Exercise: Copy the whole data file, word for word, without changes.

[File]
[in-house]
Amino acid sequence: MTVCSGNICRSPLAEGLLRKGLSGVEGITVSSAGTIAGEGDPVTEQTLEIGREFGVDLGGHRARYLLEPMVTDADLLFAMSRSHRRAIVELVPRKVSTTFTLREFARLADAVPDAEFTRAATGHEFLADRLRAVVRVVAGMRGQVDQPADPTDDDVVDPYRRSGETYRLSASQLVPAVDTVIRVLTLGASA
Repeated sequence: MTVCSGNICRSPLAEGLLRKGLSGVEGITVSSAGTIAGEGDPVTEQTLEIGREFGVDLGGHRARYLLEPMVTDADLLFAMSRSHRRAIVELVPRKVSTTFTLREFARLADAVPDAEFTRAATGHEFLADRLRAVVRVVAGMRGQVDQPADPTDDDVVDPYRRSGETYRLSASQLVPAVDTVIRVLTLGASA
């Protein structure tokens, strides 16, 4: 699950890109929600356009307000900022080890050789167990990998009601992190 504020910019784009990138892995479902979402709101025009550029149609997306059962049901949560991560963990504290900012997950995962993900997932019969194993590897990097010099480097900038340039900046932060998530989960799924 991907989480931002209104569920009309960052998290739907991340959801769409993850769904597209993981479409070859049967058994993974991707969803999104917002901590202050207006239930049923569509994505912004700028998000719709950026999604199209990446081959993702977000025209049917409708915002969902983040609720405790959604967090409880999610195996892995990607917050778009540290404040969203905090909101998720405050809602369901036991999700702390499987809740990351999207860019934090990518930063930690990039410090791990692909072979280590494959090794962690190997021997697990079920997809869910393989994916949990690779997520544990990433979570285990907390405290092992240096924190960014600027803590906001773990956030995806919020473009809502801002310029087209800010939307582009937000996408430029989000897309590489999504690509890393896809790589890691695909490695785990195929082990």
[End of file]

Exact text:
[in-house]
Amino acid sequence: MTVCSGNICRSPLAEGLLRKGLSGVEGITVSSAGTIAGEGDPVTEQTLEIGREFGVDLGGHRARYLLEPMVTDADLLFAMSRSHRRAIVELVPRKVSTTFTLREFARLADAVPDAEFTRAATGHEFLADRLRAVVRVVAGMRGQVDQPADPTDDDVVDPYRRSGETYRLSASQLVPAVDTVIRVLTLGASA
Repeated sequence: MTVCSGNICRSPLAEGLLRKGLSGVEGITVSSAGTIAGEGDPVTEQTLEIGREFGVDLGGHRARYLLEPMVTDADLLFAMSRSHRRAIVELVPRKVSTTFTLREFARLADAVPDAEFTRAATGHEFLADRLRAVVRVVAGMRGQVDQPADPTDDDVVDPYRRSGETYRLSASQLVPAVDTVIRVLTLGASA
């Protein structure tokens, strides 16, 4: 699950890109929600356009307000900022080890050789167990990998009601992190 504020910019784009990138892995479902979402709101025009550029149609997306059962049901949560991560963990504290900012997950995962993900997932019969194993590897990097010099480097900038340039900046932060998530989960799924 991907989480931002209104569920009309960052998290739907991340959801769409993850769904597209993981479409070859049967058994993974991707969803999104917002901590202050207006239930049923569509994505912004700028998000719709950026999604199209990446081959993702977000025209049917409708915002969902983040609720405790959604967090409880999610195996892995990607917050778009540290404040969203905090909101998720405050809602369901036991999700702390499987809740990351999207860019934090990518930063930690990039410090791990692909072979280590494959090794962690190997021997697990079920997809869910393989994916949990690779997520544990990433979570285990907390405290092992240096924190960014600027803590906001773990956030995806919020473009809502801002310029087209800010939307582009937000996408430029989000897309590489999504690509890393896809790589890691695909490695785990195929082990």